Tester Secures Billions to Support Military Projects and Veterans Nationwide in Federal Funding Bill

Senator’s provisions to tackle benefits claims backlog, increase oversight of community care, ensure accountability for the electronic health record modernization program, and expand medical care successfully clear committee hurdle

U.S. Senator Jon Tester, Chairman of the Senate Appropriations Defense Subcommittee and Chairman of the Senate Veterans’ Affairs Committee, today secured critical funding and language to support military projects and expand medical care and benefits for veterans nationwide during a full committee markup of a number of annual government funding bills.

“Now more than ever, veterans in Montana and across the country are in need of critical benefits and care that’ll help them get back on their feet-especially in the aftermath of the COVID-19 crisis,” said Tester. “That’s why I fought to secure additional resources that’ll tackle the growing claims backlog, improve the electronic health record system, and expand medical services to veterans living in rural areas and suffering from military toxic exposure. And I included provisions that will increase oversight of VA community care and dental networks to improve veterans’ access to care across the state. This package will deliver critical resources where they’re most needed, and I’ll keep working with my colleagues across the aisle to get it to the finish line.”

As a member of the Senate Appropriations Committee, Tester is responsible for writing the 12 bills that fund the federal government each year. Among the provisions secured today, Tester successfully included $3.48 billion for the Veterans Benefits Administration (VBA) to increase staffing and tackle the growing disability claims workload, along with $8 million to help the Department of Veterans Affairs (VA) track the effects of open-air burn pits on veterans.

Tester also secured language ensuring accountability for the Electronic Health Record Modernization program as part of his ongoing effort to address long-standing issues with the planning and deployment of the new VA system. He also included language directing VA to conduct a study of the availability of inpatient mental health treatment for military sexual trauma survivors, and doubled down on his push for VA to develop a national strategic plan for breast imaging services as proposed under his Making Advances in Mammography and Medical Options (MAMMO) for Veterans Act. To improve veterans’ access to care, he additionally included provisions to expand oversight of VA community care and dental networks.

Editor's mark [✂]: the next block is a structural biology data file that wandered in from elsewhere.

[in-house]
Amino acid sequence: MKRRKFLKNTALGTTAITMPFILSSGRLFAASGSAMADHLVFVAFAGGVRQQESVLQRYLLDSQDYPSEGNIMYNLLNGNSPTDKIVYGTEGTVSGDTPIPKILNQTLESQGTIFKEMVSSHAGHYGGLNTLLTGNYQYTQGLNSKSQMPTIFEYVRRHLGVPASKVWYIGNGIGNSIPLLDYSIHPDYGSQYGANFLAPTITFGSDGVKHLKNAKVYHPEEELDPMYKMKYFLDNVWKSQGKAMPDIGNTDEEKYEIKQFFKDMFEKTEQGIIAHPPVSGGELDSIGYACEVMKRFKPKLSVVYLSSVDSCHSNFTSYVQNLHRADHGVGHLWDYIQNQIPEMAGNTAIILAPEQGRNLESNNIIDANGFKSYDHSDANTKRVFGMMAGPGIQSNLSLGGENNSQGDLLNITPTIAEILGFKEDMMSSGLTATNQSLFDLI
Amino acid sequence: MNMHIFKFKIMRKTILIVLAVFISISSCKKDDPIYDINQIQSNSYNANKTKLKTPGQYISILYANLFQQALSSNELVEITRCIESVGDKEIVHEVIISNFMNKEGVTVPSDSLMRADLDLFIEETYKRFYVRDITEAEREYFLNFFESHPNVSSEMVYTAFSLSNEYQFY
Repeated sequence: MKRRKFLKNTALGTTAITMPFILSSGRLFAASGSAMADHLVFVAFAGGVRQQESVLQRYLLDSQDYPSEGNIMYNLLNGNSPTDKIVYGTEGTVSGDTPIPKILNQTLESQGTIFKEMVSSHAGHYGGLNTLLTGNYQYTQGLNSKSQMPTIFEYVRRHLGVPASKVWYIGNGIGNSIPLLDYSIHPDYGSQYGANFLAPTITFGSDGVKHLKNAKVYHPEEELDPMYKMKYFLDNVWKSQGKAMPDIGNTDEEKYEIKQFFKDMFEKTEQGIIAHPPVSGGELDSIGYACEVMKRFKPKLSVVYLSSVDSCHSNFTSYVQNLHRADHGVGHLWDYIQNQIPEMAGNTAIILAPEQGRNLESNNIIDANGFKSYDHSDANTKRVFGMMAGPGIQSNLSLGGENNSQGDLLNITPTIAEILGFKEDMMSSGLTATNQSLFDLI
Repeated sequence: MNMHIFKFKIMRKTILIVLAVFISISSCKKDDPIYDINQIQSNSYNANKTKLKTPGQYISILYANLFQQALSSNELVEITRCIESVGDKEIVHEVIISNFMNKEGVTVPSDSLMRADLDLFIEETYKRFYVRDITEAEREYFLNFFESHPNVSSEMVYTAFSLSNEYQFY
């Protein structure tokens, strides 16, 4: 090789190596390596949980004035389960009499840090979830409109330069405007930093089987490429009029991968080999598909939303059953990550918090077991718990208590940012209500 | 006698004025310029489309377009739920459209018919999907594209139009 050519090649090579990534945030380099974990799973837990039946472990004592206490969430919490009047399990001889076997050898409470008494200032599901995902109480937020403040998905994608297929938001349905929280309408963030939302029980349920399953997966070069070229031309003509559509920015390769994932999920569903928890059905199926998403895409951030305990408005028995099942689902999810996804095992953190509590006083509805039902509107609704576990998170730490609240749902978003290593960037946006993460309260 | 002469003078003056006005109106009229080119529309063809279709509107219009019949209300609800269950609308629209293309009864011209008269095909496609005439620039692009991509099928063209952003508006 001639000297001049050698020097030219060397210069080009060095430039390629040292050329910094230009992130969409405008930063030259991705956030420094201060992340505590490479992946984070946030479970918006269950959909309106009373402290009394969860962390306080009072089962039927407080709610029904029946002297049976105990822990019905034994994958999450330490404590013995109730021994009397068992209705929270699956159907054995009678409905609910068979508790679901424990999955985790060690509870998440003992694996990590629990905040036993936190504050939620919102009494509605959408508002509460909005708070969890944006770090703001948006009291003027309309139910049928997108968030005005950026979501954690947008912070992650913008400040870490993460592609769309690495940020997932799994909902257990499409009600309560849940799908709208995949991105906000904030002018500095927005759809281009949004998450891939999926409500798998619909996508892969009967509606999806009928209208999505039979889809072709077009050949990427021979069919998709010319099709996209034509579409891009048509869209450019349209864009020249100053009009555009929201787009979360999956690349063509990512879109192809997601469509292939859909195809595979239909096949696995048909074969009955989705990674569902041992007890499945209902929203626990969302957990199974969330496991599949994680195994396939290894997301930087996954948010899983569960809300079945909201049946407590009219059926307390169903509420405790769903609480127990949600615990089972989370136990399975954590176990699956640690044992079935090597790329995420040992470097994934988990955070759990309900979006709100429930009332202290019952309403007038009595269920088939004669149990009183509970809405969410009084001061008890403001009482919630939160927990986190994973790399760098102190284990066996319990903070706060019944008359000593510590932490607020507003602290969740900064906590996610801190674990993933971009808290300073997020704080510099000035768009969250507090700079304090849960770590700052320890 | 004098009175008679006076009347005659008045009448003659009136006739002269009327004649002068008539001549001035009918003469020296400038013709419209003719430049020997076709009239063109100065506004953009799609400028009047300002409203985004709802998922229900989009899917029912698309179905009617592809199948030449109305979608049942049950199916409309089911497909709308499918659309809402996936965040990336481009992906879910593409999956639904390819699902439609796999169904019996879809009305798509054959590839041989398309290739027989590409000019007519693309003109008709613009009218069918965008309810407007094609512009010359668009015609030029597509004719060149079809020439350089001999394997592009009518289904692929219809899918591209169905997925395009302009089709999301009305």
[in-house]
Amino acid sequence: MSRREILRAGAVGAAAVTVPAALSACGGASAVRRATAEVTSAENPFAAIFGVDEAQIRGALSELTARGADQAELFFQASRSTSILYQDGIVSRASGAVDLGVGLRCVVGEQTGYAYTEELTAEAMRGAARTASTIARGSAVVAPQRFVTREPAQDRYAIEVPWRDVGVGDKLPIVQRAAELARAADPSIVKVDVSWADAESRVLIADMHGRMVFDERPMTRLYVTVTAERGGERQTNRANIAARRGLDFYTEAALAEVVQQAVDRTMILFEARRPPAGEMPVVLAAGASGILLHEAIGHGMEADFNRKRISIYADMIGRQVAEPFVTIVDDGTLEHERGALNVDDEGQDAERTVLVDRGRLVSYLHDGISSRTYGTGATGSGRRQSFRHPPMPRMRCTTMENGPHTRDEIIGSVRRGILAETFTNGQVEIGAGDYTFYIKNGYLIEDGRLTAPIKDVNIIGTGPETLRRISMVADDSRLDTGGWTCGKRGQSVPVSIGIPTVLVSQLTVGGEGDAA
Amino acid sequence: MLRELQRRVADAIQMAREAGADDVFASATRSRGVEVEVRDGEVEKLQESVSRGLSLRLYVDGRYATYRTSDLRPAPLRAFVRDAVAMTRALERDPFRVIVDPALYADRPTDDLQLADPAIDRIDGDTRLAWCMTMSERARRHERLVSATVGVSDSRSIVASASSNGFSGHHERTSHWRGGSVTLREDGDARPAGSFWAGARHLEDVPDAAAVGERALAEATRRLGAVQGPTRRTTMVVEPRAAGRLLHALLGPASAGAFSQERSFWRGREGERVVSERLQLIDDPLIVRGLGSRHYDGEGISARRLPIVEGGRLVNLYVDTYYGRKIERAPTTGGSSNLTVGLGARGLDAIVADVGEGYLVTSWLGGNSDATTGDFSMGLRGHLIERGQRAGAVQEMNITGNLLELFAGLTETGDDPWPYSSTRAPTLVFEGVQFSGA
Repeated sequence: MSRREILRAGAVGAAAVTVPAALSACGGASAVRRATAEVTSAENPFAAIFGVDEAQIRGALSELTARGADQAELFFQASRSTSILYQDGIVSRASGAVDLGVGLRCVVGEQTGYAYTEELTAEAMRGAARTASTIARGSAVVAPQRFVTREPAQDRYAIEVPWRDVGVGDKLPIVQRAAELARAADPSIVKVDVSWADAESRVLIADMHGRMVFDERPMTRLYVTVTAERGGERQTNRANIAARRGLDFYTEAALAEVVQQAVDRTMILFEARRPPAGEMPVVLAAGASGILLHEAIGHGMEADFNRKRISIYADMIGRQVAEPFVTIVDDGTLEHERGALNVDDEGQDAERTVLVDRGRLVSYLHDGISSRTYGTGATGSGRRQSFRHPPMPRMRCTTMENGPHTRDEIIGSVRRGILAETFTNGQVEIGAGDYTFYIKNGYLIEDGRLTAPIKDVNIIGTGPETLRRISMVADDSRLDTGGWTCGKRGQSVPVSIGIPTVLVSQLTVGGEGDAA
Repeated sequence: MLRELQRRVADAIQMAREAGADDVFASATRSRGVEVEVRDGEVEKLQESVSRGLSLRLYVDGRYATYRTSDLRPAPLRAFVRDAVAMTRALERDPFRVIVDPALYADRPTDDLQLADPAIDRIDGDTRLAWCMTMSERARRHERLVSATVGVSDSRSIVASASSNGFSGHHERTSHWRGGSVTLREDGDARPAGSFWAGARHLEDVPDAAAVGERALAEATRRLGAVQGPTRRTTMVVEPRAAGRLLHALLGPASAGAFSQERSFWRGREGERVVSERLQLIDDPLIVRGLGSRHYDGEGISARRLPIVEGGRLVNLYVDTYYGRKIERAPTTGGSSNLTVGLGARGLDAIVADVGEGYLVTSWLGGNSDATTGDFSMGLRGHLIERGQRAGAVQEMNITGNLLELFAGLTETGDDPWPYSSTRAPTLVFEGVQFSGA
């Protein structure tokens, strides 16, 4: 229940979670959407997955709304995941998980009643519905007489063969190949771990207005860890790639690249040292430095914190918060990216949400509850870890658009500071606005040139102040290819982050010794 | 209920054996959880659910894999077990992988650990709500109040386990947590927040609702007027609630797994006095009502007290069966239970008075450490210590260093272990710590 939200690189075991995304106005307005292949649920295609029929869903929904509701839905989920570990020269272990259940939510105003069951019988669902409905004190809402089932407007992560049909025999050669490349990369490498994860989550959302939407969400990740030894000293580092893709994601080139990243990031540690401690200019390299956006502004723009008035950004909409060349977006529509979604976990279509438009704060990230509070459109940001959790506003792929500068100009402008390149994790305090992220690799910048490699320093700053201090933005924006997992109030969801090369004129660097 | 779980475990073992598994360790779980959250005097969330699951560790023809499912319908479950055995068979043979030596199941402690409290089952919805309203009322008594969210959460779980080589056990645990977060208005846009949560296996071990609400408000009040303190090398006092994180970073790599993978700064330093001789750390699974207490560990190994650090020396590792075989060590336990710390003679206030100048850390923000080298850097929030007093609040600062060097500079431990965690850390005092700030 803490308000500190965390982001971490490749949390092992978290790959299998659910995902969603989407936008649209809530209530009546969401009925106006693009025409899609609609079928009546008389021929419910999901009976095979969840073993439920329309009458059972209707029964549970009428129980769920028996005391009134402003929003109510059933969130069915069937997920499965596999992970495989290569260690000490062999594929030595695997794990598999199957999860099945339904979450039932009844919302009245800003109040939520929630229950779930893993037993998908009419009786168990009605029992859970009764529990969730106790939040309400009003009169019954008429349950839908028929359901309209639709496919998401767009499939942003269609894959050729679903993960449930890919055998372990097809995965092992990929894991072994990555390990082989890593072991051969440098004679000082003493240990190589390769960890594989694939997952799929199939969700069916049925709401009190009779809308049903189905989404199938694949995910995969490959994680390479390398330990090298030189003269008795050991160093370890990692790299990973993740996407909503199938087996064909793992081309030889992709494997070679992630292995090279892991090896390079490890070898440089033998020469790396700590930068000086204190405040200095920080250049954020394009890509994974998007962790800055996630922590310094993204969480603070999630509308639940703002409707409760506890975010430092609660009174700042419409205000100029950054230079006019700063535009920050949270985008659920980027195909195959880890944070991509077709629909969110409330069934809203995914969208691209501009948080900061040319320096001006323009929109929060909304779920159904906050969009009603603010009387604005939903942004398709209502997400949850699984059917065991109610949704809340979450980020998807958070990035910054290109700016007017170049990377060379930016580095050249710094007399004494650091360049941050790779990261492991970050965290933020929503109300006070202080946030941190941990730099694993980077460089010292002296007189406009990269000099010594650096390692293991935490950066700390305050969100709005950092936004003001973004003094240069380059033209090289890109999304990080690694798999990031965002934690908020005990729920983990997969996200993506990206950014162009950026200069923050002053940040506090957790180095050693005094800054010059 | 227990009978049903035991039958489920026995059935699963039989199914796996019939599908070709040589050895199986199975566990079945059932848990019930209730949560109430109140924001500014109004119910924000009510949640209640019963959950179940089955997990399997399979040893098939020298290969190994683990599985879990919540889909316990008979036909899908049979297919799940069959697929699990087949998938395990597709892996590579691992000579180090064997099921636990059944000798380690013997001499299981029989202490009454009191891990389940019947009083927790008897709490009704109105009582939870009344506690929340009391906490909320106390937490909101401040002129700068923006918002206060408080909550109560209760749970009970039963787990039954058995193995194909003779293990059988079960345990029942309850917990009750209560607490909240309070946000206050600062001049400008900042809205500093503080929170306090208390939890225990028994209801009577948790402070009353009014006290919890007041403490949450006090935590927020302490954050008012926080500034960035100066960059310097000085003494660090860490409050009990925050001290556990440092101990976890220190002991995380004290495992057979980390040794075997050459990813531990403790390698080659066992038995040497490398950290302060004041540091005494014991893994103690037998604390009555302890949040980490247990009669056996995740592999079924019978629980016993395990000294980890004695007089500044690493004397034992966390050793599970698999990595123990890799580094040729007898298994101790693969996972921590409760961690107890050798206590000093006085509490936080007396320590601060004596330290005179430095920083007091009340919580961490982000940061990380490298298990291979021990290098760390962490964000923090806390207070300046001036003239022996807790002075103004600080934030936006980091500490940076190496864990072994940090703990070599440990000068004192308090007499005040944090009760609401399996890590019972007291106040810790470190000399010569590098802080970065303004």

Among the military-related provisions Tester successfully included are:

  • $9.06 billion for military construction projects;
  • $1.43 billion for family housing;
  • $141 million for Arlington National Cemetery’s southern expansion;
  • $85 million for Child Development Centers;
  • $75 million for defense laboratory construction; and
  • $40 million for PFOS/PFOA cleanup.

Chairman Tester has worked tirelessly to ensure that Montana’s veterans and their families have the resources they need and earned. The bill provides VA with $112.9 billion in discretionary spending and $155.4 billion in mandatory spending. In addition, the bill provides advanced appropriations for fiscal year 2023, including $111.3 billion for veterans medical care and $156.6 billion for veterans benefits. Among the veterans provisions Tester successfully included are:

$97.5 billion for VA medical care including:

  • $13.2 billion for mental health;
  • $2.2 billion for veteran homelessness prevention;
  • $1.4 billion for the Caregivers Program;
  • $820 million for women’s health; and
  • $327 million for rural health.
  • $4.8 billion for information technology systems;
  • $3.5 billion for the Veterans Benefits Administration, which will support additional claims processors and initiatives to address the claims backlog, including claims resulting from new laws and interpretations related to toxic exposures, such as Agent Orange;
  • $2.2 billion for VA infrastructure; and
  • $882 million for medical and prosthetics research, including in areas such as toxic exposures, traumatic brain injury, and precision oncology.

A summary of the 2022 Military Construction and Veterans Affairs, and Related Agencies Appropriations bill is available HERE.